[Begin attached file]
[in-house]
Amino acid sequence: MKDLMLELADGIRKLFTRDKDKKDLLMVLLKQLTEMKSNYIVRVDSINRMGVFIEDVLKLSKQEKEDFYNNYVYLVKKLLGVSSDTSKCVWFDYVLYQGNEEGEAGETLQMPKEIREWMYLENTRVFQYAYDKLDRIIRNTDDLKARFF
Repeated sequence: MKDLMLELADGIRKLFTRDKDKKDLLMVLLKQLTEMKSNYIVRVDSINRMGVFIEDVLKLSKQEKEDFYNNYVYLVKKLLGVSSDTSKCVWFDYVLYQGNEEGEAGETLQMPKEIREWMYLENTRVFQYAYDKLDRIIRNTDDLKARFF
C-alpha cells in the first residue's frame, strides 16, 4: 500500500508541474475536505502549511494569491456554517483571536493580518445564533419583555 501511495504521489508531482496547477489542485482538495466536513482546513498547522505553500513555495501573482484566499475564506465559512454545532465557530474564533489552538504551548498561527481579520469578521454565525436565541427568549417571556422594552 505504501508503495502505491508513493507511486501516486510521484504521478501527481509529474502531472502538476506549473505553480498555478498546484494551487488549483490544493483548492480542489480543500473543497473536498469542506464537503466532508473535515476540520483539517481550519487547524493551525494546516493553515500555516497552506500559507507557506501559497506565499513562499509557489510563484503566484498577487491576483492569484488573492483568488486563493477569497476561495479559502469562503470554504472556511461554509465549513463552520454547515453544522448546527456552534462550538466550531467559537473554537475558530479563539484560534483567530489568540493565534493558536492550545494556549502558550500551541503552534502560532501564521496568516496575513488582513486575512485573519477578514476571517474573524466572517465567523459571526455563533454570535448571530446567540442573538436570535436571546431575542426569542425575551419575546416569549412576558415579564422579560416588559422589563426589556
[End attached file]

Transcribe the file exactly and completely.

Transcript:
[in-house]
Amino acid sequence: MKDLMLELADGIRKLFTRDKDKKDLLMVLLKQLTEMKSNYIVRVDSINRMGVFIEDVLKLSKQEKEDFYNNYVYLVKKLLGVSSDTSKCVWFDYVLYQGNEEGEAGETLQMPKEIREWMYLENTRVFQYAYDKLDRIIRNTDDLKARFF
Repeated sequence: MKDLMLELADGIRKLFTRDKDKKDLLMVLLKQLTEMKSNYIVRVDSINRMGVFIEDVLKLSKQEKEDFYNNYVYLVKKLLGVSSDTSKCVWFDYVLYQGNEEGEAGETLQMPKEIREWMYLENTRVFQYAYDKLDRIIRNTDDLKARFF
C-alpha cells in the first residue's frame, strides 16, 4: 500500500508541474475536505502549511494569491456554517483571536493580518445564533419583555 501511495504521489508531482496547477489542485482538495466536513482546513498547522505553500513555495501573482484566499475564506465559512454545532465557530474564533489552538504551548498561527481579520469578521454565525436565541427568549417571556422594552 505504501508503495502505491508513493507511486501516486510521484504521478501527481509529474502531472502538476506549473505553480498555478498546484494551487488549483490544493483548492480542489480543500473543497473536498469542506464537503466532508473535515476540520483539517481550519487547524493551525494546516493553515500555516497552506500559507507557506501559497506565499513562499509557489510563484503566484498577487491576483492569484488573492483568488486563493477569497476561495479559502469562503470554504472556511461554509465549513463552520454547515453544522448546527456552534462550538466550531467559537473554537475558530479563539484560534483567530489568540493565534493558536492550545494556549502558550500551541503552534502560532501564521496568516496575513488582513486575512485573519477578514476571517474573524466572517465567523459571526455563533454570535448571530446567540442573538436570535436571546431575542426569542425575551419575546416569549412576558415579564422579560416588559422589563426589556